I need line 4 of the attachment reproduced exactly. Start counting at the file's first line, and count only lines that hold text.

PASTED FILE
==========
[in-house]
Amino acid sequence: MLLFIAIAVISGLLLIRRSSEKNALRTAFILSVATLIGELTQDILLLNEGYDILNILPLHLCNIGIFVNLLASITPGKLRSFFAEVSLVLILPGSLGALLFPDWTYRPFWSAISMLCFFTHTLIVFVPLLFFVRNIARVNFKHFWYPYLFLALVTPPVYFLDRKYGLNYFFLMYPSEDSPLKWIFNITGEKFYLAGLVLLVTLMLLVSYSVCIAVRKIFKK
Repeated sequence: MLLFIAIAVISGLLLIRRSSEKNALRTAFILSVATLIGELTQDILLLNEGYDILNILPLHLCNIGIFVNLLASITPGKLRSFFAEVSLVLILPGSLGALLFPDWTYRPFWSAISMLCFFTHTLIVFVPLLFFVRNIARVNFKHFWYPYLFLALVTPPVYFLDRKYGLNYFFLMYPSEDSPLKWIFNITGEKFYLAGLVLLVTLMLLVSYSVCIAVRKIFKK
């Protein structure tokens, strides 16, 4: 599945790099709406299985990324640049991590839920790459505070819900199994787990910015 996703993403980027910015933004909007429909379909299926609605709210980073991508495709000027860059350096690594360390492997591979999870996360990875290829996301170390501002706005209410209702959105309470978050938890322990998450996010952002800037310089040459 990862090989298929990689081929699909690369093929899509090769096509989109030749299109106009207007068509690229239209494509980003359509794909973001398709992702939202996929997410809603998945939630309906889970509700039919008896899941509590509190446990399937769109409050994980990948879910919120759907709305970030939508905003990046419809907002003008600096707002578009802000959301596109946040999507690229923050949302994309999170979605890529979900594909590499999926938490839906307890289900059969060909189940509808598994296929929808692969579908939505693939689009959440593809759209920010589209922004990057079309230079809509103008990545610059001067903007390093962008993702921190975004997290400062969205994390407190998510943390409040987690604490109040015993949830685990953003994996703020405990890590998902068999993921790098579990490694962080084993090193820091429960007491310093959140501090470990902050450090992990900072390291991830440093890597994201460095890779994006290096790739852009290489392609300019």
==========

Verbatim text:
């Protein structure tokens, strides 16, 4: 599945790099709406299985990324640049991590839920790459505070819900199994787990910015 996703993403980027910015933004909007429909379909299926609605709210980073991508495709000027860059350096690594360390492997591979999870996360990875290829996301170390501002706005209410209702959105309470978050938890322990998450996010952002800037310089040459 990862090989298929990689081929699909690369093929899509090769096509989109030749299109106009207007068509690229239209494509980003359509794909973001398709992702939202996929997410809603998945939630309906889970509700039919008896899941509590509190446990399937769109409050994980990948879910919120759907709305970030939508905003990046419809907002003008600096707002578009802000959301596109946040999507690229923050949302994309999170979605890529979900594909590499999926938490839906307890289900059969060909189940509808598994296929929808692969579908939505693939689009959440593809759209920010589209922004990057079309230079809509103008990545610059001067903007390093962008993702921190975004997290400062969205994390407190998510943390409040987690604490109040015993949830685990953003994996703020405990890590998902068999993921790098579990490694962080084993090193820091429960007491310093959140501090470990902050450090992990900072390291991830440093890597994201460095890779994006290096790739852009290489392609300019």